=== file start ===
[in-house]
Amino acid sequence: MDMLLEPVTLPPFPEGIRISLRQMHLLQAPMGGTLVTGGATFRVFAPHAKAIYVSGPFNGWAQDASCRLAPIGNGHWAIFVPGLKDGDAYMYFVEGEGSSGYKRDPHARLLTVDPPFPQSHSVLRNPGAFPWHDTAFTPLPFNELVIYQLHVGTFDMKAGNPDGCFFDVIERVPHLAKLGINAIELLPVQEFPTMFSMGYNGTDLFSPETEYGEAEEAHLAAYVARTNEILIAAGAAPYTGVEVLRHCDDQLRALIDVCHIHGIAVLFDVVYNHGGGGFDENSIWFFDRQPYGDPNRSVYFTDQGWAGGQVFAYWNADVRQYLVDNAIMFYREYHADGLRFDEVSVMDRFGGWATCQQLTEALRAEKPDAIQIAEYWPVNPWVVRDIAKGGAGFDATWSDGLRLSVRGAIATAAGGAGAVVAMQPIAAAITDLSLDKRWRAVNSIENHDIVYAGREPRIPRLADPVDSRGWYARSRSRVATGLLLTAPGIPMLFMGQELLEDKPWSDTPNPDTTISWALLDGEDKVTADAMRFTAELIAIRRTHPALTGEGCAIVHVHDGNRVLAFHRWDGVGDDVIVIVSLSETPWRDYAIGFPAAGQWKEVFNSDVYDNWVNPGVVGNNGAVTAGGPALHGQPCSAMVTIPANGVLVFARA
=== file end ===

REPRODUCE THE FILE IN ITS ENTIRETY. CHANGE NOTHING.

[in-house]
Amino acid sequence: MDMLLEPVTLPPFPEGIRISLRQMHLLQAPMGGTLVTGGATFRVFAPHAKAIYVSGPFNGWAQDASCRLAPIGNGHWAIFVPGLKDGDAYMYFVEGEGSSGYKRDPHARLLTVDPPFPQSHSVLRNPGAFPWHDTAFTPLPFNELVIYQLHVGTFDMKAGNPDGCFFDVIERVPHLAKLGINAIELLPVQEFPTMFSMGYNGTDLFSPETEYGEAEEAHLAAYVARTNEILIAAGAAPYTGVEVLRHCDDQLRALIDVCHIHGIAVLFDVVYNHGGGGFDENSIWFFDRQPYGDPNRSVYFTDQGWAGGQVFAYWNADVRQYLVDNAIMFYREYHADGLRFDEVSVMDRFGGWATCQQLTEALRAEKPDAIQIAEYWPVNPWVVRDIAKGGAGFDATWSDGLRLSVRGAIATAAGGAGAVVAMQPIAAAITDLSLDKRWRAVNSIENHDIVYAGREPRIPRLADPVDSRGWYARSRSRVATGLLLTAPGIPMLFMGQELLEDKPWSDTPNPDTTISWALLDGEDKVTADAMRFTAELIAIRRTHPALTGEGCAIVHVHDGNRVLAFHRWDGVGDDVIVIVSLSETPWRDYAIGFPAAGQWKEVFNSDVYDNWVNPGVVGNNGAVTAGGPALHGQPCSAMVTIPANGVLVFARA